Denzil Stone – Atlantic City
A loco night at Oklahoma‘s WinStar Casino in Thackerville gave rise to two extraordinary undercard fights as Baltimore Ravens safety Tommy ‘The Big’ Zbikowski, who could end up enjoying an extended foray in boxing because of the current ambiguity over the next NFL season due to the lockout, knocked out Blake Warner in two minutes while Casey Ramos decisioned John Jackson after leaving him hanging off the ropes in a weird fourth round.
Tommy Z received a good round of applause as he embarked on his walk to the ring to engage in a four round cruiserweight contest. His opponent, Blake Warner, appeared to have excess weight around the midriff and despite having a home-state advantage, failed to attract a home crowd reception.
Zbikowski, who seems intent on boxing as often as possible after taking his third bout in six weeks, barely broke a sweat as he kayoed Warner just two minutes and twenty seconds into the opening round. Z was a class above Warner who was overpowered and overwhelmed by the incoming rights.
Warner, midway through the round, appeared as though he may be competitive but that was quickly dispelled as the Baltimore Ravens safety landed a sterling uppercut right on the target that dropped Warner like an unhooked heavy bag. The referee needed no second invitation to stop the fight to award Zbikowski his third knockout victory (all three within one round).
Zbikowski rose to 4-0-0 with 3ko while Warner slumped to 1-3-0.
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Casey Ramos and John Jackson introduced the evening at the WinStar Casino, Thackerville, Oklahoma in a bout scheduled for eight. Both fighters, considering their resume, took a step-up in class in being matched together and the opening round did not disappoint as both laid heavy leather on the other. Ramos’ jab served him well while his left hook also had a lot of snap to it. Jackson was floored with 45 seconds remaining on the clock due to a thunderous right but it was deemed to be unleashed on the break, and so Jackson was given ample time to recover because he was jelly-legged and genuinely out-of-it. Once the bout re-commenced Jackson fought back valiantly.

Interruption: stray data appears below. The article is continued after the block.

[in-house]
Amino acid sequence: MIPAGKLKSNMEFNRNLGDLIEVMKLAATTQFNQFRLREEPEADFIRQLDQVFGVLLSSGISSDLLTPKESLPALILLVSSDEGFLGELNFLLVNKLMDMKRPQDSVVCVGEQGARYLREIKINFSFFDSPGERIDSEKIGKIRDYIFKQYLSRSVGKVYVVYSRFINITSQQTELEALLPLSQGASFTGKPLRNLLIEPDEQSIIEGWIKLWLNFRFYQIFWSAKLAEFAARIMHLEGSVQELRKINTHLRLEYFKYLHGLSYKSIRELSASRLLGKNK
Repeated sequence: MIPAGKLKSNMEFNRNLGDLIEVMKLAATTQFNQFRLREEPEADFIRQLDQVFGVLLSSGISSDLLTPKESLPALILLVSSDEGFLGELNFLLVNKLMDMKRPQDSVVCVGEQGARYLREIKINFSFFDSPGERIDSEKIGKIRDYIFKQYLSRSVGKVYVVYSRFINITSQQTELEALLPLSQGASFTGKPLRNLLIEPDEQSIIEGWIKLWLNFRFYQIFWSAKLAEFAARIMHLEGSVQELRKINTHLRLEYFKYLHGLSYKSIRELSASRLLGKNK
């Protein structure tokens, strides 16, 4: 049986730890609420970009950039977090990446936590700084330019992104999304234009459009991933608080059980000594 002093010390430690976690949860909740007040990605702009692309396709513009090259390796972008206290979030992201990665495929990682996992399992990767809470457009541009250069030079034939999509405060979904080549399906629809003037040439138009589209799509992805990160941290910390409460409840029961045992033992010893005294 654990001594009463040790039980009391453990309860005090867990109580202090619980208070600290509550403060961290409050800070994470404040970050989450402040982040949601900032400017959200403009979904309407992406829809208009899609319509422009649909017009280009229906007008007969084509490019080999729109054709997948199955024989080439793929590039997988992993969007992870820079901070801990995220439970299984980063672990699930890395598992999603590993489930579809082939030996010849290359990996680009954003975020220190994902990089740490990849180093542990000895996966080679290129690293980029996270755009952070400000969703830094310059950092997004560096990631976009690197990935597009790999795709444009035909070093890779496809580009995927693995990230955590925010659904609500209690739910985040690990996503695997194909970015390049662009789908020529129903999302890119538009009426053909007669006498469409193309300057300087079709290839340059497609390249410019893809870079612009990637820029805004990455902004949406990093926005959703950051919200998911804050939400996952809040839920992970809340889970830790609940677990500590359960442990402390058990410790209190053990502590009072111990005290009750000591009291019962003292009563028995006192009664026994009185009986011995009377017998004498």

Mid-way through the second stanza there was as much controversy as the first as Ramos once again hit after the break and was consequently deducted a point for the misdemeanour thereby eliminating the superior work he accomplished in the first. Jackson’s facial expressions looked as though he was not comfortable in the second. Ramos, meanwhile, maintained his strong jab and worked Jackson onto the ropes prior to the end of the round.
Jackson began to exert himself in the third, displaying a sterling left hook and good posturing, however, he still failed to deal with Ramos’ jab as well as his two to three punch combos. By the second minute of the third, Ramos was again dominant yet when he tried to get in close to Jackson, he’d be pushed back to the outside. Jackson’s switch-hitting style proved detrimental as it invited an attack – both to the head and to the body – from Ramos.
Ramos’ one-two troubled Jackson in the fourth’s genesis. Jackson utilised a double-jab yet the force behind it was lacking and indicated he was merely measuring distance. Ramos was warned for hitting low as he started targeting the body. Jackson was sluggish in defending himself and lacked the necessary foot skills to dance out of trouble – although there will always be the question mark over whether he had sufficiently recovered from tasting canvas in the first. Jackson was staggered by another combo from Ramos towards the round’s finish and was so dazed that he hung over the ropes like wet washing (the top-middle rope even broke). Jackson wobbled over to his corner where his mouth (seemingly purposefully) rejected his gumshield which inspired a point deduction ensuring Ramos won a 10-7 round.
Bizarrely, there was a rather long delay, 10-15 minutes, while the rope was repaired. Jackson sat, for the most part, on his stool, out of breath. Conversely, Ramos was on his feet in the opposite corner – eager to finish the fight.
Ramos did well to maintain focus yet when he came out the traps for the fifth showed a controlled aggression against Jackson – who had clearly benefited from the unforeseen delay between bouts. Again Ramos dictated the tempo, though, while Jackson exercised his right to use the full space of the ring.
By the sixth there was greater pop in Jackson’s punches. And his one-two (introduced with the left and followed up with the right) looked strong. Ramos fired back with heavy hands.
The penultimate and final rounds required a knockout from Jackson as he was so far behind on the scorecards. Ramos had dominated every minute of the fight and looked the greater technician. The only complaint from an observational standpoint was that, considering the craziness of the opening rounds, the fight’s finale could have seemed anti-climatic in comparison, however, the fan-friendly style of Ramos ensured it was anything but.
With defeat, Jackson regressed to 15-3-1 with 13 knockout wins while Ramos rose to 13-0-0 and 4 knockout victories.